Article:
General Suggestions: I have a go-to method with greens – sautee with oil, garlic, salt, and a finishing splash of vinegar. See mustard and collard greens for other, more traditional ideas.
Recipes:

Turnips
turnip_youngDescription: See turnip greens for the thoughts on vegetables with bad reputations. Turnips can be sweet, mild, tasty, and plentiful.
How to Store: Cut the tops off (they’re edible). Put in a plastic bag and drop in the crisper. As long as they don’t mold, they’ll stay good for months.
General Suggestions: Try sautéed with butter and spices. Or sliced with a good aged cheddar. Added to mashes and roasted roots.
Recipes: Ragout of summer veggies

 

Watercress
Description: Peppery little green related to mustard.
How to Store: Not terribly tender. Wrap in loosely in paper towel, wrap loosely in plastic, put in the crisper. Will store for a couple weeks this way.
General Suggestions: Great in salads and soups, and thrown on sandwiches.
Recipes:

Wheat grass
wheatgrassDescription: Wheat grass is the young (grassy) version of wheat. It is one of the go-to health foods of the last several decades.
How to Store: Hardy greens. In their plastic container, they’ll keep two weeks without effort.
General Suggestions: It needs to be juiced to become digestible. Blending and running through a strainer gets very close. Blend with apple juice and ginger to make it tasty.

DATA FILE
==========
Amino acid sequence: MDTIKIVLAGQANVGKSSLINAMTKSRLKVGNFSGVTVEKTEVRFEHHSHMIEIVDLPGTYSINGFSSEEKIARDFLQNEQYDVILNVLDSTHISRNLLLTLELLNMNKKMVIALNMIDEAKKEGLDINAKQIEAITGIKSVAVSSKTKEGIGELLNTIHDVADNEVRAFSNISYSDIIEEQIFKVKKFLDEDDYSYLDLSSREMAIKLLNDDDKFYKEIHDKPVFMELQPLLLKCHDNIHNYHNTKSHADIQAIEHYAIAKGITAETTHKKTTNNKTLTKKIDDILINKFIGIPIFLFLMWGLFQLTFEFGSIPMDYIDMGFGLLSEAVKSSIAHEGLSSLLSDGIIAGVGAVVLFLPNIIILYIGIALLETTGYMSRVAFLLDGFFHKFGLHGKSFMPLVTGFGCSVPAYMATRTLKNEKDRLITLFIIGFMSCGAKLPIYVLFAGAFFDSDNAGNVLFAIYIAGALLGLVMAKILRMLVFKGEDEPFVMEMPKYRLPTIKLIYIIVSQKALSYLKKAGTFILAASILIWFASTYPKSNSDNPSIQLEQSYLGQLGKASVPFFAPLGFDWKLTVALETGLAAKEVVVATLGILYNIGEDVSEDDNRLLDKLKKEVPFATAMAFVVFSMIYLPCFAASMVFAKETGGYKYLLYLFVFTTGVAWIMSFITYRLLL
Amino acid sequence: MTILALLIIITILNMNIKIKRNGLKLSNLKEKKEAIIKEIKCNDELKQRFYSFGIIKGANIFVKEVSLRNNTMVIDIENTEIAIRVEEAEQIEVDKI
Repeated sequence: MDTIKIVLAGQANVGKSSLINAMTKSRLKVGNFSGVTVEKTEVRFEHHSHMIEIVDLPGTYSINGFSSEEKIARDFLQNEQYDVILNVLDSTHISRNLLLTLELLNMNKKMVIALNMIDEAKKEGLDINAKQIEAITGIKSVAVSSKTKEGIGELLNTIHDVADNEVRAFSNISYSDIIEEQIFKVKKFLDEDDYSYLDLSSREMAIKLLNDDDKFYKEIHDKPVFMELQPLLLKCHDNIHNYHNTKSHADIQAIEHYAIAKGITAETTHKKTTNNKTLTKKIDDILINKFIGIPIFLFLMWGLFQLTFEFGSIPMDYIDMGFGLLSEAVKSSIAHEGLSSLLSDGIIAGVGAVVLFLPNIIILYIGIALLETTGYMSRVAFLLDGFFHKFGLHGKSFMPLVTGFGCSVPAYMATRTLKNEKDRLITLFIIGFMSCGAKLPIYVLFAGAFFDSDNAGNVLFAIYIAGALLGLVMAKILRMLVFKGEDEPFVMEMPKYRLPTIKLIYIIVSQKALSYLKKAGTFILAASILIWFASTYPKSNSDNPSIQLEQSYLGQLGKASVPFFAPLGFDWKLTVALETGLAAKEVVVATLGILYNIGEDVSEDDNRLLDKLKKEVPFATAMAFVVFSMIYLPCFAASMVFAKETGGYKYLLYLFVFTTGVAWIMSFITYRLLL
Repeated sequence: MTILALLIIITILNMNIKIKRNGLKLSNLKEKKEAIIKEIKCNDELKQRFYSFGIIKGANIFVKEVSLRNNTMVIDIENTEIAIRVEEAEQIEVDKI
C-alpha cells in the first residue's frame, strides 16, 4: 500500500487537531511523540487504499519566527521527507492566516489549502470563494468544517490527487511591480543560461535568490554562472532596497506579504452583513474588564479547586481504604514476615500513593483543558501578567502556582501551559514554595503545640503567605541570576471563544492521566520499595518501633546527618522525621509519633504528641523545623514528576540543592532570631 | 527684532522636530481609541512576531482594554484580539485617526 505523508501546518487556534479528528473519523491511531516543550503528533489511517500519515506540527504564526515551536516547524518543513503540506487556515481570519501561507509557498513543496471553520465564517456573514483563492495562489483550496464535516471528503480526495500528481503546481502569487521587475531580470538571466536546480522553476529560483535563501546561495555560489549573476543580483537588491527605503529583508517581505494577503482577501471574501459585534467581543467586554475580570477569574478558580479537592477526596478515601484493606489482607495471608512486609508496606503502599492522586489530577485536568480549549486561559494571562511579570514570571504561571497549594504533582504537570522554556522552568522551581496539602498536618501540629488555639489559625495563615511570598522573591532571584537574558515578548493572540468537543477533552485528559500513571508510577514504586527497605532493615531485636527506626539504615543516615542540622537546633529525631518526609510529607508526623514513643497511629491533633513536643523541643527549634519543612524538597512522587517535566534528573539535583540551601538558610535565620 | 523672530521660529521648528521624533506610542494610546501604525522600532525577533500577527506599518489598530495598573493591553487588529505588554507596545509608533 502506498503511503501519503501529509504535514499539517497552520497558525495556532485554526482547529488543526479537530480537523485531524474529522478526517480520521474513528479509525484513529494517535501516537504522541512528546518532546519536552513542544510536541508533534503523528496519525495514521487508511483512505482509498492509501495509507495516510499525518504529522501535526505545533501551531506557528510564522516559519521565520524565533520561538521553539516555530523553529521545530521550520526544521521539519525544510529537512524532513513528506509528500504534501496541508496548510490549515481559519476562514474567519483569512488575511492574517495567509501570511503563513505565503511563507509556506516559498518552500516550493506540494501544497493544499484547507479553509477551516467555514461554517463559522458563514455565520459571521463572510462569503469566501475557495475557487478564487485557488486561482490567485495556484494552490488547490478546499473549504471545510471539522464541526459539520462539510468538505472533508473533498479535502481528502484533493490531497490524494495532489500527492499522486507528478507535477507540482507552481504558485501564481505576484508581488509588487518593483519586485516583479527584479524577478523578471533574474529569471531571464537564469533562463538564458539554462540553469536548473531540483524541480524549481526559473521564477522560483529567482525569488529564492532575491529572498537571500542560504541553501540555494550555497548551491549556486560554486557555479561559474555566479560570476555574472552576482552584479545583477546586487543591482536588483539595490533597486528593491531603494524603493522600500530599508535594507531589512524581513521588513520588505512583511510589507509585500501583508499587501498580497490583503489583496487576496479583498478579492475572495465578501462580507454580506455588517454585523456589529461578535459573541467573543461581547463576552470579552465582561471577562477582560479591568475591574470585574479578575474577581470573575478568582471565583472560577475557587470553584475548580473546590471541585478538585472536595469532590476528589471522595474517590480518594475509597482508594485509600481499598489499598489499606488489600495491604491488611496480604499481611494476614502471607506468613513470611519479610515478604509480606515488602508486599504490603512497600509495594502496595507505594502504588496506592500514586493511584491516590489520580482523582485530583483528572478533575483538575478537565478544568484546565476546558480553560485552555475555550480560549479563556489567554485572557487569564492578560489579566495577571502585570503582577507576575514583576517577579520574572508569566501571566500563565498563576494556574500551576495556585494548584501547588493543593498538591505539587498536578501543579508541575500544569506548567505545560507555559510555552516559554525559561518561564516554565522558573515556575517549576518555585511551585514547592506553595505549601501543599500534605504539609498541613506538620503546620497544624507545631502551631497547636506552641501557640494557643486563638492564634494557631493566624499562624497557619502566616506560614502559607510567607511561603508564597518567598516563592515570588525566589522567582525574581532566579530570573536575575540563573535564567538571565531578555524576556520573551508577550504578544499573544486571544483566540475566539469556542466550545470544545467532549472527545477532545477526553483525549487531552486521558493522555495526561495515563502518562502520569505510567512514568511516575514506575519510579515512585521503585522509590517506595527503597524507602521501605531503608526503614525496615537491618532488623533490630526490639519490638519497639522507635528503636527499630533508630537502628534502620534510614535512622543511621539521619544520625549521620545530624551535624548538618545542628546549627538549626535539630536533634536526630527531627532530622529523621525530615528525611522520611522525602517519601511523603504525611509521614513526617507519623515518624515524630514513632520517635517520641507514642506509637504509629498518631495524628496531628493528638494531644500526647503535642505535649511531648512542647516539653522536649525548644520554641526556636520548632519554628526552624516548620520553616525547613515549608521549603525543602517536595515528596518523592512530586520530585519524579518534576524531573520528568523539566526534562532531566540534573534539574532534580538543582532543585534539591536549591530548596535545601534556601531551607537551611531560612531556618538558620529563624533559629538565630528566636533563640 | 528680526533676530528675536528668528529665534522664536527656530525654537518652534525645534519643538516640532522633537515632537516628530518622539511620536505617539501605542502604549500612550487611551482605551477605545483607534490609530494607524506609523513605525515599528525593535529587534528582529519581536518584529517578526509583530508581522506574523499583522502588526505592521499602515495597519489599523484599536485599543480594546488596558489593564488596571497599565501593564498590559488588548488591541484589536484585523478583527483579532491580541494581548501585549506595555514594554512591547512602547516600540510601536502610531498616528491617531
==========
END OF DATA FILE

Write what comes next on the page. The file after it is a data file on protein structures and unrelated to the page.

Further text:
Recipes:

 

Winter squash
Varieties: banana, hubbard, New York cheese
Description: Winter squash are like pumpkins, but tasty. They have thick skins and store well through the winter. The skins aren’t edible (except for kabocha), but their seeds can be roasted and their flesh is sweet.
How to Store: Cool. Dark. Don’t let it mold or go soft. As long as the hull is intact, it is good.
General Suggestions: Half them, scoop out the seeds, and roast until tender…. Now you’re ready for most recipes. Soups, casseroles, and roasted root mixes are all good home for winter squash. You can also slice them relatively thin, season with soy sauce, sesame oil, and sesame seeds, then roast until browned.
RecipesArabian squash-cheese casserole
Gypsy Soup